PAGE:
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O Christmas poo

Dear Santa,

You know how, two weeks before Christmas, you keep getting these requests for world peace and stuff like that? This isn’t one of those requests.

I do want a gift for other people, though, a gift that will make our whole neighborhood cleaner, friendlier and more appealing to everyone. I want a gift that will delight young and old, and that will make the owners of homes in Northwood leap for joy.

I want poo bags.

I want lots of poo bags. I want a poo-bag holder on every corner. But more importantly, Santa, I want my friends and neighbors to understand how important the poo bags really are.

See, someone in our neighborhood walks their mastodon up and down our street, and the mastodon produces copious amounts of poo, which were probably used as fuel by ancient tribes and contributed to their survival. We, on the other hand, have a gas furnace and the only function the mastodon poo serves in our little corner of the world is to engender disgust and an entire row of shoes on our front porch that cannot be worn in the house.

Don’t you have a category for people who let their dogs leave poo all over the neighborhood? I mean, isn’t there something – possibly something a bit squishier than lumps of coal – that you could leave in their stockings as a sort of warning?

I realize that it’s odious, not to mention odoriferious, to scoop after one’s pooch. I do it almost all the time. I say “almost” because there are a very few places (the median of Washington Street comes to mind) where no one in their right mind walks, and no children frolic. But guess what, that strip of grass between the sidewalk and the street? We all walk there, going to and from our cars. Front yards? Kids play in those. Ditto side and back yards. Honestly, it’s best to scoop, no matter where.

Technically, our town has rules about poo-leaving. It’s not supposed to happen in people’s yards, for instance, unless it’s their own pooch. There’s a pretty stiff fine for illegal dumping, but of course one has to catch the pooch in the act, and it can lead to a lot of hard feelings. We don’t want that, Santa. We just want to walk from our car to our porch without having to abandon our footwear.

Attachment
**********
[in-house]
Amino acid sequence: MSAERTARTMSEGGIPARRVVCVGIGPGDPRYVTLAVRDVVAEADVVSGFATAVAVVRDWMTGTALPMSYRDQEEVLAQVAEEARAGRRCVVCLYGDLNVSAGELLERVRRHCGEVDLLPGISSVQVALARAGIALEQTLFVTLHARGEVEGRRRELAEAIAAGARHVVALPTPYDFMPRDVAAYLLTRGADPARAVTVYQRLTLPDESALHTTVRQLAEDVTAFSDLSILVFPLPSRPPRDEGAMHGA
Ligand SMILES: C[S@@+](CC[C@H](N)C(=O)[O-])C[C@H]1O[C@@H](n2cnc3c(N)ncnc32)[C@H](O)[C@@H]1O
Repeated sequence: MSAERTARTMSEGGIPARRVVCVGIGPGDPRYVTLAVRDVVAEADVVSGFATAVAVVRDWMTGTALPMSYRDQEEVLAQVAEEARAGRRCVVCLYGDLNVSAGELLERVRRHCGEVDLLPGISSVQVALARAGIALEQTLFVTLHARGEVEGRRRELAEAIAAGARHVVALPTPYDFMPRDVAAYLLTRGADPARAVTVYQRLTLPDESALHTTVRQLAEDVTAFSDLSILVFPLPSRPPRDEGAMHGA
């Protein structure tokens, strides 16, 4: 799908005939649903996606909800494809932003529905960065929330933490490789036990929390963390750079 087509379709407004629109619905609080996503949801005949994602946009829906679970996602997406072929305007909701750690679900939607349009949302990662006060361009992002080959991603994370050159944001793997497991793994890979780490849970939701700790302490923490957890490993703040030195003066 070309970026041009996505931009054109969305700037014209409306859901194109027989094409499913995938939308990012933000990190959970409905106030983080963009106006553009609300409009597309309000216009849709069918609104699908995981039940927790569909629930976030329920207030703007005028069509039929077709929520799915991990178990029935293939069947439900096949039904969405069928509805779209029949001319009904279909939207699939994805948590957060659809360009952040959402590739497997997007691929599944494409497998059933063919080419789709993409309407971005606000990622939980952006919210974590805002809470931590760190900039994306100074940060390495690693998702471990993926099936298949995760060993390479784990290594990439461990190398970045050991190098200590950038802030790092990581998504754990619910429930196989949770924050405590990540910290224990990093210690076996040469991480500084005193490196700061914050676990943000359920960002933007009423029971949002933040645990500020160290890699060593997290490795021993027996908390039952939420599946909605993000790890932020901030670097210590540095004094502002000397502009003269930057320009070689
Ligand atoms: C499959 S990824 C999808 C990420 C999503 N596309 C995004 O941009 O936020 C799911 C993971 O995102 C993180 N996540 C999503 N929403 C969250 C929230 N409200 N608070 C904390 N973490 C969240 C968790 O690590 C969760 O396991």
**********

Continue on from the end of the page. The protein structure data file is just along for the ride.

As you know, we have a perfectly functional dog, who gets walked twice a day and produces the normal amount of poo for a dog of his size and weight. Beside our front door, right there with his leash, are a bunch of poo bags in a neat little tube. Every time we walk the dog, we take a poo bag (or two, because you never know). For the fastidious, there are telescoping plastic shovels that attach to a leash and cost less than a box of milk bones. The only time we fail in poo-scooping is when he outsmarts us and poops more times than we have bags, and even then, we have been known to come back later and clean up.

Every dog owner knows, Santa, that poo scooping isn’t pleasant, but it’s one cost of dog ownership. There’s something so wrong about leaving poo on the sidewalk for people to track home. Indiscriminate poo-leaving can spread a host of unhappy-making doggy diseases, and can even affect humans who walk where the poo has been. Yes, it is possible to get sick from contact with poo-germs.

To combat all this, we have even seen wonderful pole-mounted poo bag dispensers at local parks – these sometimes even combine dispensers with trash cans, a perfect match. Dog owners would be welcome to stuff a bag or two in their pockets, and then deposit the poo in the receptacle on the way home. Suddenly, the streets would be safe to stroll again.

So, this is what we want for Christmas. We would be happy to supply poo bags for them (available for not much at PetSmart and Walmart). We just want everyone in town to have a happy holiday with no poo on their shoes or, for that matter, in their stockings.

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